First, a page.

The second quarter gave us quite the thrill. I’m calling it “The Great Bernanke Scare of 2013.”
After a monster first-quarter rally in income-paying securities, comments from the Fed Chairman that he might—just might—taper quantitative easing by early next year led to the worst correction in bonds, MLPs, REITs and other “income focused” investments in nearly two years.
- How Are The U.S. Carriers Taking Advantage Of The Restoration Of Diplomatic Ties Between U.S. And Mexico/Cuba?
- What Is The Impact Of Flight Delays?
- Here’s How LinkedIn Can Benefit From Expanding Pro-Finder?
- How Is United Continental Driving Cost Efficiency?
- How Much Can The Data Center Group Add To Intel’s Revenues In The Next 5 Years?
- What Will Be The Jump In Volkswagen’s Valuation If Audi Sells More Cars Than Expected?
Interestingly, “high beta” sectors such as emerging markets and “periphery” European markets also took a beating. It was something of a barbell correction in which both the most conservative and the most risky sectors got hit the hardest, while what you might think of as “mainstream stocks” held up relatively well.
Emerging markets were affected by more than just Fed fears, however. Unrest in Turkey caused a collapse in the Turkish stock market—which had previously been one of the best-performing markets in the world and a source of relative return for the Sizemore Capital Tactical ETF Portfolio.
Slower growth in China and fears of a Chinese banking crisis also helped to push emerging market stocks sharply lower.
Where do we go from here?
I stand by my original view that the bond market overreacted to Bernanke’s comments and did so by a wide margin. I expect the ten-year Treasury yield, which at time of writing had just shot above 2.7% on a positive jobs report release, to settle into a fairly long-term range of 1.9% to 2.3%—a view that bond market legends Bill Gross and Jeffrey Gundlach would seem to share given their recent bullish comments on the sector.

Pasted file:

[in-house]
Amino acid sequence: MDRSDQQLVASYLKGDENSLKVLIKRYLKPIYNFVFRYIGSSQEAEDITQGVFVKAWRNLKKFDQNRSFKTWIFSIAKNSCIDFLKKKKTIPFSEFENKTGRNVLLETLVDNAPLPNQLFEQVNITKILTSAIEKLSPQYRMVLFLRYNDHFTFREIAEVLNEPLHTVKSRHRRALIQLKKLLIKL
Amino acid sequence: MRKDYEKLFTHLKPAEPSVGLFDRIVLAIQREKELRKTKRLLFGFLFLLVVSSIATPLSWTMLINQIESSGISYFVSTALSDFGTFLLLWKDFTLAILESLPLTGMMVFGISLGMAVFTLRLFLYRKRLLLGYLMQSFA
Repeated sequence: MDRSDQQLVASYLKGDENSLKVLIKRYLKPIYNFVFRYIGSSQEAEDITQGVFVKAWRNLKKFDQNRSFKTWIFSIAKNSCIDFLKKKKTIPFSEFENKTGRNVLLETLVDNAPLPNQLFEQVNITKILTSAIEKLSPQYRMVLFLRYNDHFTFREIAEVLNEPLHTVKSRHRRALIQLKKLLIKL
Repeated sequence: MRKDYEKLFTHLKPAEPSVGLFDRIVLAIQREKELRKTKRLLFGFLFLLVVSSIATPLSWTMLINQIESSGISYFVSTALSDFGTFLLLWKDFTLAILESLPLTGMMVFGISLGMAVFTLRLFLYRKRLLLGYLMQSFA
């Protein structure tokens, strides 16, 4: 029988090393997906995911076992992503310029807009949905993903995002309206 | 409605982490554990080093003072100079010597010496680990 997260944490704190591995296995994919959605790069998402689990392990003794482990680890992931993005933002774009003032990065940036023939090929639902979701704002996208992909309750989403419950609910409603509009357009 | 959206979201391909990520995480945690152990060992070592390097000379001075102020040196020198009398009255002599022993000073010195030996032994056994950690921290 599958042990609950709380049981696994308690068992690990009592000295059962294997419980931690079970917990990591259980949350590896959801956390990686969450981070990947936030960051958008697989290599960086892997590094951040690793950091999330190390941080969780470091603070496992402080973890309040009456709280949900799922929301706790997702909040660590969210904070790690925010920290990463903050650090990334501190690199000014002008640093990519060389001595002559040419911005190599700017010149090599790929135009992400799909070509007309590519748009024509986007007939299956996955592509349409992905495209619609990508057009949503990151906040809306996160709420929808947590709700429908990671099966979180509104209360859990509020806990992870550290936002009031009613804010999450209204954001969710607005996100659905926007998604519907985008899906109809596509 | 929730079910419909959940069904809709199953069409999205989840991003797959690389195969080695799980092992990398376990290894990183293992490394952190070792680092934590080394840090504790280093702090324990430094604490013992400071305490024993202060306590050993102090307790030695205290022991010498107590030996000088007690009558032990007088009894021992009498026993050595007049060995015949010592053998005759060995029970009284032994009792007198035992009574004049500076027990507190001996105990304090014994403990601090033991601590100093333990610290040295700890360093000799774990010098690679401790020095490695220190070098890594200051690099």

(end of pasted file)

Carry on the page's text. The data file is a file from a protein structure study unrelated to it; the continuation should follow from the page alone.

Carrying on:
The income sectors that got hit the hardest—such as REITs and MLPs—are off their recent lows, and I expect investors to return to these sectors in the second half. In the Dividend Growth Portfolio, Sizemore Capital took advantage of the selloff to add to our long-term positions in National Retail Properties ($NNN) and Realty Income ($O) and to initiate new positions in competing retail retails Cole Properties ($COLE) and American Realty Capital Properties ($ACRP).
Each of these meets my basic criteria as a dividend growth investment. They pay a relatively high current yield, and their property portfolios are structured to make an increasing cash payout very likely over time. They also fall into a “sweet spot” in that their portfolios are defensive yet also offer decent protection in the event of higher-than-expected inflation.
I additionally made multiple changes to the Tactical ETF Portfolio. I initiated a short position in Japanese government debt via the Powershares DB 3x Inver Japanese Gov Bond ETN ($JGBD).
I also shifted the equity portion of the portfolio away from the “mega caps” in the WisdomTree Large Cap Dividend ETF ($DLN) to a more growth-oriented alternative: the Cambria Shareholder Yield ETF ($SYLD). And consistent with my view that more cyclical sectors will lead in the second half, I initiated a position in the Technology Select Sector SPDR ($XLK).
In both the Dividend Growth Portfolio and the Sizemore Investment Letter Portfolio, I sold the position in Silver Bay Realty Trust ($SBY), which has failed to meet expectations. I remain wildly bullish about the prospects for the rental housing market, but I fear that a flood of new traded Wall Street alternatives has created something of a glut in the supply of the stocks themselves (though not of the underlying houses).
Where do we go from here?
After the recent rout in emerging markets, several are beginning to look attractive to me again. European markets—and particularly periphery markets—also look attractive based on price and investor sentiment. I consider these fertile areas for investment in the second half.